Bail-Out Looms As EC Comes To Dublin

It has emerged that the Finance Minister Brian Lenihan has agreed to emergency EU bank funding as a number of EU officials make their way to Ireland.

Despite stopping short of accepting a full bailout, Mr Lenihan has admitted for the first time the State's banks may need billions more of capital to stay afloat.

Top European officials are heading to Dublin, possibly today, to make a technical assessment of Ireland's current banking position after which the Government is expected to make a formal request for EU funding.

Speaking on RTÉ's Morning Ireland, Mr Lenihan said the Government would engage in a "short and focused" consultation with the European Commission, the European Central Bank and the International Monetary Fund, which will take place in Dublin tomorrow.

According to the Financial Times this morning, and despite denials by the Irish Government, the team of EU officials making their way for an inspection are the same team charged with assessing Greece before its bailout earlier this year.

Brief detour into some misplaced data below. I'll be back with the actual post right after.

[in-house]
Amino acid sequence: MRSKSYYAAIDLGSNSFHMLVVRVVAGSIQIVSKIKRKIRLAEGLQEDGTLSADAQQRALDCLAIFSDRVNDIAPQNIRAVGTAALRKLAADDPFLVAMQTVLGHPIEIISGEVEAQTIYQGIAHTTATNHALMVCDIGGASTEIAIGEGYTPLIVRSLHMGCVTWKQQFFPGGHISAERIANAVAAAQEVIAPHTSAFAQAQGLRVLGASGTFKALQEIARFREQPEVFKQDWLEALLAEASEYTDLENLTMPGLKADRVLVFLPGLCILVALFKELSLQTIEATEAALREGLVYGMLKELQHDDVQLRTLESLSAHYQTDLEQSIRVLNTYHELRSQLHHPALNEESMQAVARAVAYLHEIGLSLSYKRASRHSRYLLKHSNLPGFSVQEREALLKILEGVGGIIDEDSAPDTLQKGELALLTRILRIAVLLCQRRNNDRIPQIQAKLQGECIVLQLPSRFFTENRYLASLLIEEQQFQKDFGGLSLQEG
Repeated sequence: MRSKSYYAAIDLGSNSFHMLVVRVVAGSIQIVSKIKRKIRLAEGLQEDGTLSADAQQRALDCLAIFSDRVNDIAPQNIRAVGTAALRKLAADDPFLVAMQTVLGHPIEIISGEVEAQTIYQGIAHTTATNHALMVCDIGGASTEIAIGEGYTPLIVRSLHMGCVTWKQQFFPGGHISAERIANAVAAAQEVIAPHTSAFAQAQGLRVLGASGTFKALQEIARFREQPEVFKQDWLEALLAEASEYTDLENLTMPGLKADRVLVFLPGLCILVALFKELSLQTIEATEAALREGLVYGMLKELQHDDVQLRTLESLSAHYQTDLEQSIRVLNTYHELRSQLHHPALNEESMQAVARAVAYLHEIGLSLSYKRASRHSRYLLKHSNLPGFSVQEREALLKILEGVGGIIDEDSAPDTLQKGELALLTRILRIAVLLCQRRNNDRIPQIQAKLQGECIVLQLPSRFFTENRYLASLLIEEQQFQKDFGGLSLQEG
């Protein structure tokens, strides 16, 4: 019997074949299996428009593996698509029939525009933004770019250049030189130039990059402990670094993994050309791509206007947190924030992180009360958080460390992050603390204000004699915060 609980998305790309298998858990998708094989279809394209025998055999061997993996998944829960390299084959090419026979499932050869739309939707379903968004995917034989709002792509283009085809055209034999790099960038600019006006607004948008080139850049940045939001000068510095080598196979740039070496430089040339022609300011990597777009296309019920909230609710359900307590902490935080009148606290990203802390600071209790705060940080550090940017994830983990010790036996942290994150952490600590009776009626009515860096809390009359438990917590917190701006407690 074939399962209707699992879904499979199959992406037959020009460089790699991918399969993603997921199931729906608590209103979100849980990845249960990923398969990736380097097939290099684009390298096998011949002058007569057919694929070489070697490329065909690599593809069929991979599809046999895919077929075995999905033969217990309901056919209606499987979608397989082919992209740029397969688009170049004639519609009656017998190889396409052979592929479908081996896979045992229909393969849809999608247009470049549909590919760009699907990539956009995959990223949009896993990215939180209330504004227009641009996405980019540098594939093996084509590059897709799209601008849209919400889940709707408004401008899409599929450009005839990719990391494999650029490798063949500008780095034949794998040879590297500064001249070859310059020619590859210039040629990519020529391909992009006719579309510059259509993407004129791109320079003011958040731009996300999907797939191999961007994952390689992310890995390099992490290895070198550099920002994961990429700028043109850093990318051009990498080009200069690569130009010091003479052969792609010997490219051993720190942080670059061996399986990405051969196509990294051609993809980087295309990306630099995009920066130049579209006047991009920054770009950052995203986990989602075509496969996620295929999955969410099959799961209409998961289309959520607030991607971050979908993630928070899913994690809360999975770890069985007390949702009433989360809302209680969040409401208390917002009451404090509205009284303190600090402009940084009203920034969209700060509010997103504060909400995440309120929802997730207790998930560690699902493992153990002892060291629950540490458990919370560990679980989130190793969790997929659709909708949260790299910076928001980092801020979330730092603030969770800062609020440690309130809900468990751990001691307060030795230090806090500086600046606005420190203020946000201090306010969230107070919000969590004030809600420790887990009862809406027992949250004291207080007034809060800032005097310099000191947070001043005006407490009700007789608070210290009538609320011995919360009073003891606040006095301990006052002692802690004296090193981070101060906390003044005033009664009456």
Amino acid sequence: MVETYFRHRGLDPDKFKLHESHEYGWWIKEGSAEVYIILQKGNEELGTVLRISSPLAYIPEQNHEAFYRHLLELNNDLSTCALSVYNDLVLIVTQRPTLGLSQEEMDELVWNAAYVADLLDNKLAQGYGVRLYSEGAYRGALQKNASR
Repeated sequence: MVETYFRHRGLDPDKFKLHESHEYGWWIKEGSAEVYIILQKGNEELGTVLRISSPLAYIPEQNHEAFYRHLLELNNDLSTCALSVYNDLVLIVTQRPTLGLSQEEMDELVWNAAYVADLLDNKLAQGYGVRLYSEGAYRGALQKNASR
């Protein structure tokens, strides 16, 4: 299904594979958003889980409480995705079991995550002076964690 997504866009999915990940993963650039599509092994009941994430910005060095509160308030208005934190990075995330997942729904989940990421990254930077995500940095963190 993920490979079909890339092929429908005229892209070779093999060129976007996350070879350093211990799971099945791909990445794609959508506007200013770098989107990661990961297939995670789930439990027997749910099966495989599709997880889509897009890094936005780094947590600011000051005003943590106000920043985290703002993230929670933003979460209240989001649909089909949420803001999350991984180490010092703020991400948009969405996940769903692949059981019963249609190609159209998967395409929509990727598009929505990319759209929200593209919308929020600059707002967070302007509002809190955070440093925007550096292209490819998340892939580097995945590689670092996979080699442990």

George Osborne, the UK chancellor, has suggested Britain would make a donation to help out the State along with the EU support, saying: "Britain stands ready to support Ireland in the steps it needs to bring about… stability."

Meanwhile, Taoiseach Brian Cowen has continued his attempts to quell the exponential growth in concern over the economy, telling the Dáil last night that, "we need to be careful about what we say so that we don’t add to the turbulence".

"Those that are now commenting on Ireland’s financial situation should also remember that the Exchequer is fully funded into the first half of 2011, so the impending sense of crisis that some wish to suggest the Irish State faces is not a fair reflection of the facts."

However, the Taoiseach admitted that while "substantial progress has been made" in tackling the deficit, the Government was acutely aware "further measures" would be required to restore sustainability to the public finances.

"Our revenues and our spending are out of line to the tune of €19 billion and this is a gap that is presently being filled by borrowing. This cannot continue. We must continue along the road of budgetary consolidation which we first embarked upon in 2008," Mr Cowen said.


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